Over the last year Mold Community Hospital and Ysgol Bryn Gwalia have worked hard to stay in touch in original ways to help patients and pupils stay connected through the COVID-19 pandemic.
The special friendship between the two has won a Community Project Award at the Mold Town Council Community Awards for their efforts to break down barriers, especially during the pandemic, as the children and patients can't mix together in person due to the risks of COVID-19.
Diane Sweeney, Activities Co-ordinator and Patient Experience Champion at Mold Community Hospital, said: “It was a real honour to go to the ceremony on behalf of the hospital, and we were really surprised to win the award, it was a tough category with well-established charities such as the local foodbank and Bailey Hill.
"I think they liked how we thought of original ways to forge this relationship during the pandemic and how we kept that connection going over the last year, for our patients and the school children. Before Covid we would have tried to get the pupils and patients together in person, but I think we’ve got that friendship now, so we’re looking forward to when we can mix together in the future.”
Diane got in touch with Lorraine Dalton, when she became the new Headteacher from Ysgol Bryn Gwalia, in Spring 2021, with the idea of connecting the patients with the pupils to share activities as well as their lives and experiences with each other.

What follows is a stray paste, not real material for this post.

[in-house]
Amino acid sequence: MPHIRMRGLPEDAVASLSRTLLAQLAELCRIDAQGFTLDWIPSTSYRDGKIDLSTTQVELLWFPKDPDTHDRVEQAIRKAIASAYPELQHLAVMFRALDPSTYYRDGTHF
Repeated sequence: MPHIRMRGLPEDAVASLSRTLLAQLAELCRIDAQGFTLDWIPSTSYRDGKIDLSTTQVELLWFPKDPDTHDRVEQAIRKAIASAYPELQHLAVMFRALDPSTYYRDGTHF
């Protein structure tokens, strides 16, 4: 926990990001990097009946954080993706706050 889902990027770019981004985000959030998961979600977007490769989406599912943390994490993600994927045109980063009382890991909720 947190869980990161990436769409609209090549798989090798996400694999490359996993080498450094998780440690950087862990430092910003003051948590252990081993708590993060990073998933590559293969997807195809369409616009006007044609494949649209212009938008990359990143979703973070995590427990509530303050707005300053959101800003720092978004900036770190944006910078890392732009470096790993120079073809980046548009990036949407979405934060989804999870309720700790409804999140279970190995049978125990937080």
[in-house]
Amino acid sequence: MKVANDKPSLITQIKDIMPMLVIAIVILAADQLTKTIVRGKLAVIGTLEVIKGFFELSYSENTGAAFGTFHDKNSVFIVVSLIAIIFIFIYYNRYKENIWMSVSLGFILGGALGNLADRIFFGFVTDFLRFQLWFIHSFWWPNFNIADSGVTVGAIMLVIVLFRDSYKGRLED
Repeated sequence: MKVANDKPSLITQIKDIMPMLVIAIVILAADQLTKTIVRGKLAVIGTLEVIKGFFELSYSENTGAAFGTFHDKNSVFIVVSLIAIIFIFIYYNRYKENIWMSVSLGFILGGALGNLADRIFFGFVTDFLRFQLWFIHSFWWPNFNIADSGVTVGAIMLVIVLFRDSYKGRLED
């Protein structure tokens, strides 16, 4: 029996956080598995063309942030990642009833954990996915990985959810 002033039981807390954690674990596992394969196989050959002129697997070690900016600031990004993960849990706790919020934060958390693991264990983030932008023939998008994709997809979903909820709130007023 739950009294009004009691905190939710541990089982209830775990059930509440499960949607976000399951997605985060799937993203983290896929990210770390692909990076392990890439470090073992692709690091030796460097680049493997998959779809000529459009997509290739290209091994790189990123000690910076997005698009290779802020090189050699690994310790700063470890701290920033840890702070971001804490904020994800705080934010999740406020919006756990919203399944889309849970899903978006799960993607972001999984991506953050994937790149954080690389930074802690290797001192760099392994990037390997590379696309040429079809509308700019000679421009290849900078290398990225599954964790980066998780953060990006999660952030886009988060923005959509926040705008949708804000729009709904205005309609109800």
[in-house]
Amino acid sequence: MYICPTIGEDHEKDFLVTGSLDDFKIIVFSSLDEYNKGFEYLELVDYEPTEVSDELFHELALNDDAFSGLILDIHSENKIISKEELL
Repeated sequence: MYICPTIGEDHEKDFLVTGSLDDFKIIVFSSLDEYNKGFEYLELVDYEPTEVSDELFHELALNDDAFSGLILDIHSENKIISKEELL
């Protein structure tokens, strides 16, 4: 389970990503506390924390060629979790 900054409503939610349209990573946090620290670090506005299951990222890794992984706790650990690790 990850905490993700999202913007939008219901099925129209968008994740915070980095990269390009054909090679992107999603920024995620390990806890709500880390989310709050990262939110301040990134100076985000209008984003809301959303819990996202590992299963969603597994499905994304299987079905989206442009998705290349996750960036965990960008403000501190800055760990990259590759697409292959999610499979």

Over the last year the school children of all ages have created pictures for the hospital, sang to the patients via Zoom, visited the hospital’s Christmas memory tree light switch on and sang Christmas carols outside.
Lorraine said: “We’ve been able to break down the barriers during the pandemic, as it’s easy to collaborate with a hospital when there’s no Covid, but I think when the pandemic started a lot of places just shut down and stopped doing things like this, it was hard to think of original ways on how to break the barrier down, but we worked together on how to forge this relationship.
“The children know now that the hospital is their community link. I think intergenerational coworking is so important, because from the child’s point of view they need to see that people in the community, no matter what age, can work together, and they actually have things in common and stories to tell. Also, it’s important for the older generation to be able to reflect back, talk about their experiences for their own health and wellbeing."
For the Queen’s Platinum Jubilee the children will be asking patients questions about their experience, and what they did for Queen’s coronation, and the school will then mirror that with games, food and clothes. The hospital has also made crowns, for the children to colour in and design, to give back to the patients to wear on the day.
The Community Project Award is described as a project or event that supports and benefits local people, and chosen by the Mayor for its extraordinary contribution to the Mold community and provides aspiration.
Former Mayor of Mold, Councillor Sarah Taylor, said: “This year Mold Town Council received over 200 nominations with 60 groups, businesses and individuals nominated. We often hear people say how difficult it is to pick the winners – but believe me it really was. I feel both proud and humbled to live and work in a town as caring and community minded as Mold.”